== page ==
The theft of auto catalytic converters has been on the rise in the past year and now the Los Angeles City Council is proposing new, tougher penalties for the thieves, including punishment for anyone in possession of a stolen converter.
Catalytic converter thieves could face fines of up to $1,000 or up to six months in jail under a Los Angeles City Council ordinance. The current penalties for stealing the auto part include petty theft, which can be charged as a misdemeanor, or grand theft, which can be charged as a felony.
Police say it’s hard to hold suspected thieves accountable because they can’t always prove that a person in possession of a stolen auto part had some role in the theft, according to Los Angeles City Councilman John Lee, who filed a complaint. draft ordinance Tuesday with the proposed new law. .
An exhaust emission control device typically found in a vehicle’s undercarriage, the catalytic converter contains precious metals such as rhodium, palladium, and platinum. Catalytic converters can sell for between $300 and $1,200 and cost vehicle owners thousands of dollars to repair, according to Lee’s motion.
The new rules would require a person who is in possession of an unattached catalytic converter to present documentation showing that they are the rightful owner or that they are in possession with the “written consent of the owner,” according to the language of the ordinance. The draft goes on to say: “Proof that the catalytic converter was stolen is not required to establish that possession is not ‘lawful possession.'”
Lee asked the city attorney’s office to draft an ordinance in April. Each catalytic converter found in a person’s possession would be a separate violation, according to the language of the proposed ordinance.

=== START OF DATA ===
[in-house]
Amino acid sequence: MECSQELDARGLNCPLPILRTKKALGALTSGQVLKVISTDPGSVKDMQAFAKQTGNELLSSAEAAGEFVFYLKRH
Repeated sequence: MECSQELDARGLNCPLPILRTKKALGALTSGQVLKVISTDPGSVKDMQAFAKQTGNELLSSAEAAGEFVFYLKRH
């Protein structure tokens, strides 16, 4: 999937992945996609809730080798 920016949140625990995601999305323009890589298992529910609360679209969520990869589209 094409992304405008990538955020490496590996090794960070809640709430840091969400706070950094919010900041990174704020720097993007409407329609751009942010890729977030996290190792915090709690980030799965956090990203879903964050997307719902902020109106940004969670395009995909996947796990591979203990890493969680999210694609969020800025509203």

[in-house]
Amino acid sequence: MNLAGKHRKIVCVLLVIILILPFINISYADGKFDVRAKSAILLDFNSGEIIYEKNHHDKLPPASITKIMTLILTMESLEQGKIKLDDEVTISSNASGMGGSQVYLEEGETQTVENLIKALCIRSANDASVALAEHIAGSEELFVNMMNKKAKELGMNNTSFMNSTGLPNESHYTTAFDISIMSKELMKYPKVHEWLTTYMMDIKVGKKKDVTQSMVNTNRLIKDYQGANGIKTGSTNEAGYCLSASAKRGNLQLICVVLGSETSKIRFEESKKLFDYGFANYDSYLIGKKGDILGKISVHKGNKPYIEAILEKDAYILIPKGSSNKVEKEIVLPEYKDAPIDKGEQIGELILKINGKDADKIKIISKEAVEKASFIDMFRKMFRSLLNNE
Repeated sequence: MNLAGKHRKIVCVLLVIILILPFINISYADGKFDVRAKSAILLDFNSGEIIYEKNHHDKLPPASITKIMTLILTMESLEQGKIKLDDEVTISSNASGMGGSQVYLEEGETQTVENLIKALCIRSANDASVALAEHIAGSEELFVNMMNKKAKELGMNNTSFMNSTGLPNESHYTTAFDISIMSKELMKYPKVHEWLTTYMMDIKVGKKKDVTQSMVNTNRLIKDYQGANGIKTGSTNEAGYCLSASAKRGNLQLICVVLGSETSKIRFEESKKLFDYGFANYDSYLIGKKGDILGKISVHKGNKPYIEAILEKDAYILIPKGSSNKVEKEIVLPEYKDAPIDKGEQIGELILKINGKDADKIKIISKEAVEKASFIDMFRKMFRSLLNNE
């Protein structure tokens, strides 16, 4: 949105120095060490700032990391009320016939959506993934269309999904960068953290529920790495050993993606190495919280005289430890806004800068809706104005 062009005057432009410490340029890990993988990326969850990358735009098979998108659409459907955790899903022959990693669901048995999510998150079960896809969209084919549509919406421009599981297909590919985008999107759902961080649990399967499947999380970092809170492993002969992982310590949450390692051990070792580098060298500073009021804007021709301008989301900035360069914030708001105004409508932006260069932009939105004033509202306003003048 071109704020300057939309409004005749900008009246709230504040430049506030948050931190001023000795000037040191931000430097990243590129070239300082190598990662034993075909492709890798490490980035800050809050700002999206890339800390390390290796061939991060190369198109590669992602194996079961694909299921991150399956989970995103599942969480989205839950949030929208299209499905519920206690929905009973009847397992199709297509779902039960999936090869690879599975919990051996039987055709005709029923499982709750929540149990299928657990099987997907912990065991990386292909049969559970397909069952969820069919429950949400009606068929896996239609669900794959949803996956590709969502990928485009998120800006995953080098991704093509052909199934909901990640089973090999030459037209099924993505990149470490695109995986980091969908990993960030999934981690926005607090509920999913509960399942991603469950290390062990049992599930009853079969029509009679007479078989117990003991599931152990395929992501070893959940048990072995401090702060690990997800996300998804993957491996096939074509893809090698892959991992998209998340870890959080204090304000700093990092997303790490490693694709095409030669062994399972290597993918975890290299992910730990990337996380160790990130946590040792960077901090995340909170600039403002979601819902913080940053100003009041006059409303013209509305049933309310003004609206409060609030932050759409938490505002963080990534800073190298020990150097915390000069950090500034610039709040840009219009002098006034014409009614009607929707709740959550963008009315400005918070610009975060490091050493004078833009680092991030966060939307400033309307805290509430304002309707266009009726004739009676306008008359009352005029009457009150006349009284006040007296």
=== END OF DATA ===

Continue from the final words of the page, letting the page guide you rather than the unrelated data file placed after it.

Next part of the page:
Lee said the new rules would provide an additional tool for law enforcement.
“This crime is hurting our communities, it’s hurting our most vulnerable families in this city,” Lee said as he brought the draft ordinance up for a vote.
The council article passed in an 8-4 vote with three members absent and will return to council on April 11 for a second and final reading.
In 2022, approximately 8,000 catalytic converter thefts were reported citywide, up from 972 reported in 2018, according to Lee. LAPD did not immediately respond to requests for data from prior years. But across the country, authorities say thefts have spiked during the pandemic.
Councilmembers Eunisses Hernandez, Marqueece Harris-Dawson, Nithya Raman and Hugo Soto-Martinez voted against the article Tuesday. Hernandez was concerned that possession of an auto part could result in a fine or imprisonment.
“I don’t agree with creating more opportunities to criminalize our communities,” Hernández said. “But I appreciate the opportunity to discuss with the LAPD and other stakeholders about how we resolve this issue.”
Councilwoman Mónica Rodríguez, who voted in favor of the ordinance, said vehicles in low-income communities are often targeted by thieves, leaving families without a vehicle and laid off with repair costs.
“When these robberies happen, they are left with nothing, many times without options,” Rodríguez said. “I know that it has had a tremendous impact in certain neighborhoods in my district, and I know that has been the case throughout the city.”